This iPad app for kids takes some risks that set it apart from most children’s stories. The developer took a page out of game design by utilizing a first person perspective in interactivity, animation and illustration. Interactive elements are intentionally not highlighted nor easy to find. User testing feedback revealed kids “get it” and show their parents the functionality, not the other way around. Another risk was to use the recently released Adobe CS5.5 Digital Publishing Suite platform for a children’s book, and to extend its core functions with HTML5 and JavaScript coding. The developer participated in the alpha and beta testing for Adobe beginning in the summer of 2010, and with this app shows that the platform can be used for much more than just the digital magazines it was created for.

The buzz about iPad usability

I  come from a corporate IT background in user experience and usability engineering. And recent buzz complains about the lack of usability  standards on the iPad (based on a report by the Nielsen Norman Group, an authority in the field) Here is an example on the Huffington Post referring to this study. They point out that because of a lack of standard user interfaces for the Pad, interactive elements and the overall user experience is  not always obvious and predictable.

So, can “lack of usability standards” ever be a good thing?

iPad app for kids - crankamacallitWhile this lack may be a frustration to grown ups, our own usability studies have shown that for kids this has not been an issue.

Why? My theory is that unlike grown-ups, kid’s egos are not as involved or hurt by having to explore and hunt for functionality, and they delight in figuring it out. We’ve often witnessed grown ups pick up an iPad for the first time with a sense of trepidation and fear of not quite knowing how to use it, but kids immediately start to experiment and play. And I think as grown ups start to understand the device, they too delight in their “discoveries”.  To me, this sense of discovery creates much deeper engagement, and the many brilliant app designs unencumbered by any usability standards illustrate the magic of the iPad.

So I for one do not necessarily look forward to seeing universal iPad usability standards develop. So unlike many kid’s apps we see, for our interactive children’s story we have intentionally not been too obvious about brightly highlighting interactive regions, providing instructions or hints. Our testing with kids proved that they “get it” and are able to show functionality of the app to their parents, not the other way around.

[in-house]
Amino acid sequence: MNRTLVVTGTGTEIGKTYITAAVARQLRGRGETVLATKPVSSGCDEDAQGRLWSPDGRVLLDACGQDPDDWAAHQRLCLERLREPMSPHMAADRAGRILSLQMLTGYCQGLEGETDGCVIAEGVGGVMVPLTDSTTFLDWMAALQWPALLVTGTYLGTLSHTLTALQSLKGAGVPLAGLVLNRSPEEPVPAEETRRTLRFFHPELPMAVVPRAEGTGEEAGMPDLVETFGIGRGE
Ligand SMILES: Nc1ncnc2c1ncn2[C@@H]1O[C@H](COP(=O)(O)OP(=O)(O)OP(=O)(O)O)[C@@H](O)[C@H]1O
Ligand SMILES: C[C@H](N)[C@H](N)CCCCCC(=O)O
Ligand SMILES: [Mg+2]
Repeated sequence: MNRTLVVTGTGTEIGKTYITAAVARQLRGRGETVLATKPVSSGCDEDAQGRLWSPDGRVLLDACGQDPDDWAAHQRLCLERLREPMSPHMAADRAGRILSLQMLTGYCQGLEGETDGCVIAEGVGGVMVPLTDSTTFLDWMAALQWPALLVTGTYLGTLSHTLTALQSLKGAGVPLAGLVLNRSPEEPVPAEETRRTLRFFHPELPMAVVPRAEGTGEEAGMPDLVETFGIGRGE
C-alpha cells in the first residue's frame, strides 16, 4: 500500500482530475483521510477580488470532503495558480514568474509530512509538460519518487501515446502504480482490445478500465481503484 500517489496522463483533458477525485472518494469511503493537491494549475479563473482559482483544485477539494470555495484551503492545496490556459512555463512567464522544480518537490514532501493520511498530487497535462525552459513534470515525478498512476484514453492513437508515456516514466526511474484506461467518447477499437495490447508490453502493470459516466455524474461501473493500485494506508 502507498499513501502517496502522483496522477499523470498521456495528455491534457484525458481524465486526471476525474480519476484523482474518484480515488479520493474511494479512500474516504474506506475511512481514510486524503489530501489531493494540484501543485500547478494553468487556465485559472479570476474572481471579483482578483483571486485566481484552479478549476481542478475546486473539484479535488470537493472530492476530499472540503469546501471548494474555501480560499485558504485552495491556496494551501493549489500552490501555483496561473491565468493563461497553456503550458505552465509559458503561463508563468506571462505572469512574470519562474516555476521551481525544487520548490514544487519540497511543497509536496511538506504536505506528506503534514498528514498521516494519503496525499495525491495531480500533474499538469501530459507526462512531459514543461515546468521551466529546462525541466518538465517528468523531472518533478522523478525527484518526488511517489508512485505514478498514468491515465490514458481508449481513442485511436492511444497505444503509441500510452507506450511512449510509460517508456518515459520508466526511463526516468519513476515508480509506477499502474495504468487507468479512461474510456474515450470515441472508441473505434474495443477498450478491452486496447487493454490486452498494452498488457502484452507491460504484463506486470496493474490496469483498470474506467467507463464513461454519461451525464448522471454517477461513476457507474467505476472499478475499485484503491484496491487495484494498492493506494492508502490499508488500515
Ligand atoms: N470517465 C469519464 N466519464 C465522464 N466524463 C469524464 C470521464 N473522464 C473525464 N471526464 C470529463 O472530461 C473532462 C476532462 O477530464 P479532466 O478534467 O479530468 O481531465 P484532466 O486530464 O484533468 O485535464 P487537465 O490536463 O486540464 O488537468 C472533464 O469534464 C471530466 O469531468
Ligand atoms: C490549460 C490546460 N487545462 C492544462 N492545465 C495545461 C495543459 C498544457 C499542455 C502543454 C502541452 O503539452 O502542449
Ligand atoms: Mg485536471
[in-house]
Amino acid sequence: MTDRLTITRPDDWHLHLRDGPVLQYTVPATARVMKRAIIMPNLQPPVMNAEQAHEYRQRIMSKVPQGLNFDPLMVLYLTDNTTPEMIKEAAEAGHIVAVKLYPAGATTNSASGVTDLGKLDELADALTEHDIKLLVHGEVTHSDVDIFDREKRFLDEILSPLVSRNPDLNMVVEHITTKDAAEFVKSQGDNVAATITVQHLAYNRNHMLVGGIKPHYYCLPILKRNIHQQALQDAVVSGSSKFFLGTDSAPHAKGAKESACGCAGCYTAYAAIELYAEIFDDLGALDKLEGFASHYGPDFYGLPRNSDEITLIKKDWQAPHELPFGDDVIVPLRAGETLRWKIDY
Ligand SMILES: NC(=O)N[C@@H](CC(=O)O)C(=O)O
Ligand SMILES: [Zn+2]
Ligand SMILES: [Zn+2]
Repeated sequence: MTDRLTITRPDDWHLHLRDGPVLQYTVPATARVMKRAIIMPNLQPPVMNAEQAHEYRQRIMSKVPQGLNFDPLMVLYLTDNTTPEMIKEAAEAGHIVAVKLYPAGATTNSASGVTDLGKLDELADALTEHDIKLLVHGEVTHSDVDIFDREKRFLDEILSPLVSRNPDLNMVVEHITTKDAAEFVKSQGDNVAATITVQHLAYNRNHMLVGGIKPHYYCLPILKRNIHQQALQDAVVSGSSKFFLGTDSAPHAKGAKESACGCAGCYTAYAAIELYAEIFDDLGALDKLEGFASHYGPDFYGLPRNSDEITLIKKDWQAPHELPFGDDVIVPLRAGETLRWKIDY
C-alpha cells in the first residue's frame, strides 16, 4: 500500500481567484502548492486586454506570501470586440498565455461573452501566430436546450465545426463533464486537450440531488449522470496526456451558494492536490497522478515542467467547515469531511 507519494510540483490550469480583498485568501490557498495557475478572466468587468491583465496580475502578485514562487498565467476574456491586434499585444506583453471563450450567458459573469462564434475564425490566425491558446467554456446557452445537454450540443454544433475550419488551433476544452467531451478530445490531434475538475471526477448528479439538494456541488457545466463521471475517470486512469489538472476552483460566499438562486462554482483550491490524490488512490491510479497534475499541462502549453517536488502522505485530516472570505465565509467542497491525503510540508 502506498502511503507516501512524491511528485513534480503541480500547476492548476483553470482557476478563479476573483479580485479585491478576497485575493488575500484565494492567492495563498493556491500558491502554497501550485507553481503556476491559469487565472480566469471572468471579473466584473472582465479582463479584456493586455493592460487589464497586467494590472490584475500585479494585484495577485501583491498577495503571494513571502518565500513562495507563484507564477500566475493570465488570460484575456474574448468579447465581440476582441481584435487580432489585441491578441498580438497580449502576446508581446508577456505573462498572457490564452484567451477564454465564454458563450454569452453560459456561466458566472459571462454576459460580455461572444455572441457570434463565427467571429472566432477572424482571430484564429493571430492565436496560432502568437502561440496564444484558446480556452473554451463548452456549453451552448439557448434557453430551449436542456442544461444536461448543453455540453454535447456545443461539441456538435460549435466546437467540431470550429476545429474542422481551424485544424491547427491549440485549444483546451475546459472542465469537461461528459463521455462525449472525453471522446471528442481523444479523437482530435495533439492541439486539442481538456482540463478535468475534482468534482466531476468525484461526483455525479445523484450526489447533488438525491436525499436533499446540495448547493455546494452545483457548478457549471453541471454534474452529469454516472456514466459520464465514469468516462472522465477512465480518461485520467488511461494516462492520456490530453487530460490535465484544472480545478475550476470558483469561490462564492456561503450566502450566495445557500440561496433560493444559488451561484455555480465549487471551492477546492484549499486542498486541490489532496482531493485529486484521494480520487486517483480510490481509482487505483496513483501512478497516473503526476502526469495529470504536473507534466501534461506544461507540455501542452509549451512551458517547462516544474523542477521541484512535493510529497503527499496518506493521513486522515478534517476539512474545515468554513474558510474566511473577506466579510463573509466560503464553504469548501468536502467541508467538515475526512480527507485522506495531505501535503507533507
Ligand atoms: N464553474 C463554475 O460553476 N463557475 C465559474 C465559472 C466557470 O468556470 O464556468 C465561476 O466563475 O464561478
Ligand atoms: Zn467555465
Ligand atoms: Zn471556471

Here’s a grown up’s (unsolicited) review on iTunes that illustrates the point:

“The first time I went through this book on my iPad I missed 90% of it and I thought, “well, this is pretty lame”. Then my 3 year old daughter got ahold of it and showed me what was possible. Even without having seen the rest of it, what I did see initially was visually stunning. The rest of it just made it worth the $5. It’s not a book of puzzles, it’s a book that tells a story (obviously), and invites you to explore the world created so cleverly by the graphic artist. Don’t leave a single stone unturned when you go through the book, or, give it to your 3 year old and sit back and be amazed. “

Happy to be listed in Adobe’s Digital Publishing Gallery

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[one_half]Anyone interested in how Ditigal Publishing for tablets is evolving should check out the Adobe Digital Publishing suite, which is the platform we have been using at Polymash for the last 1/2 year or so as alpha testers. It is now in public beta status, and is scheduled to go live sometime in Q2 of 2011.  A number of apps have been published on this platform already, and we are happy to count ourselves among them.

[box]Of course our vision is slightly beyond using such a platform for digital magazine content only: We are “repurposing” Adobe’s toolset to create interactive content for information product owners, publishers and authors who want to stand out and shine in an increasingly crowded eBook and app market. To do so we are adding  HTML5 and Javascript features to the platform, such as in-app notebooks, interactive animations and so on.[/box][/one_half]

[one_half_last]We have good company: Our app is listed  right next to Conde Nast titles created with the Adobe suite such as Martha Stewart Living and Wired Magazine, and numerous other publishers have gone live with titles such as the New Yorker, Golf Digest & Readers Digest.

So if you own an iPad, you should check out the Adobe’s full gallery of apps published with the Adobe Digital Publishing Suite:

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Kirkus Reviews the Crankamacallit

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[box type=”bio”]It’s great to get a good review from “the world’s toughest book critic”![/box]

THE CRANKAMACALLIT (reviewed on August 1, 2011)
A brawny antidote to the fairy-tale adaptations and cutesy cartoon-character apps that overstuff the App Store, this ear-catchingly titled story is all about power tools and building.

[button link=”http://www.kirkusreviews.com/book-reviews/childrens-books/mimi-cross/crankamacallit/”]Read the full Kirkus Review[/button]